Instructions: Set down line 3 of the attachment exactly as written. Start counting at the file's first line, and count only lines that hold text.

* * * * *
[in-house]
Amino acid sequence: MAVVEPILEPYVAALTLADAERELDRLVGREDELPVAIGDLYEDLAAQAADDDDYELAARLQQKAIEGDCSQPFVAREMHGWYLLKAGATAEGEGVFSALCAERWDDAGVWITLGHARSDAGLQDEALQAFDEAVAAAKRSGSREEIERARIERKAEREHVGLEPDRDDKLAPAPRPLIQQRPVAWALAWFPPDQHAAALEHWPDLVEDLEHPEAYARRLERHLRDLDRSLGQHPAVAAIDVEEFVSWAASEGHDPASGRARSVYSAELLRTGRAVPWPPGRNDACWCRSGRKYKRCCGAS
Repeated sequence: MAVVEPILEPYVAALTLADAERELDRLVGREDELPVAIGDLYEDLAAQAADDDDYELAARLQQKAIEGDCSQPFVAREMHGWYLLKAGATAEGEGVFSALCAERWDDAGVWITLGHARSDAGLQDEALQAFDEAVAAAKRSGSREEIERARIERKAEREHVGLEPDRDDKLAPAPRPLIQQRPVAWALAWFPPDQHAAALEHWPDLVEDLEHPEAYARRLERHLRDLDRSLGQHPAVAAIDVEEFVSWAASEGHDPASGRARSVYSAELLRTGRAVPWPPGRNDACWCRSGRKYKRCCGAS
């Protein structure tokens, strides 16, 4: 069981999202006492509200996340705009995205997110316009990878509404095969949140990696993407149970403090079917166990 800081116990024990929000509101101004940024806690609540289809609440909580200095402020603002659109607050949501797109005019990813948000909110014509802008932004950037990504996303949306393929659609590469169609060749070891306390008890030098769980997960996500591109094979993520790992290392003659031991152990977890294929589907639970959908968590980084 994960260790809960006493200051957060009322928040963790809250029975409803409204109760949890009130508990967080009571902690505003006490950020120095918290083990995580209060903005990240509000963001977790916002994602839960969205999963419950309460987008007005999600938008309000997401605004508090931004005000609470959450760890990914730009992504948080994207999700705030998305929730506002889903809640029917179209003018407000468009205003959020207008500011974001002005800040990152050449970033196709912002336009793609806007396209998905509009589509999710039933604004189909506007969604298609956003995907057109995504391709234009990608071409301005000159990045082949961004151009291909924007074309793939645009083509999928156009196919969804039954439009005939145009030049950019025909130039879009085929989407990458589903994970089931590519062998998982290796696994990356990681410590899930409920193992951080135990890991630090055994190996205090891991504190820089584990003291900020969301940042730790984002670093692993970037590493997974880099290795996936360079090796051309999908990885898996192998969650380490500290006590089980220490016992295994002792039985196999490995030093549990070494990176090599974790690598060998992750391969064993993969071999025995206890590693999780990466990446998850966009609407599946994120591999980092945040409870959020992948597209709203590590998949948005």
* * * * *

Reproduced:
Repeated sequence: MAVVEPILEPYVAALTLADAERELDRLVGREDELPVAIGDLYEDLAAQAADDDDYELAARLQQKAIEGDCSQPFVAREMHGWYLLKAGATAEGEGVFSALCAERWDDAGVWITLGHARSDAGLQDEALQAFDEAVAAAKRSGSREEIERARIERKAEREHVGLEPDRDDKLAPAPRPLIQQRPVAWALAWFPPDQHAAALEHWPDLVEDLEHPEAYARRLERHLRDLDRSLGQHPAVAAIDVEEFVSWAASEGHDPASGRARSVYSAELLRTGRAVPWPPGRNDACWCRSGRKYKRCCGAS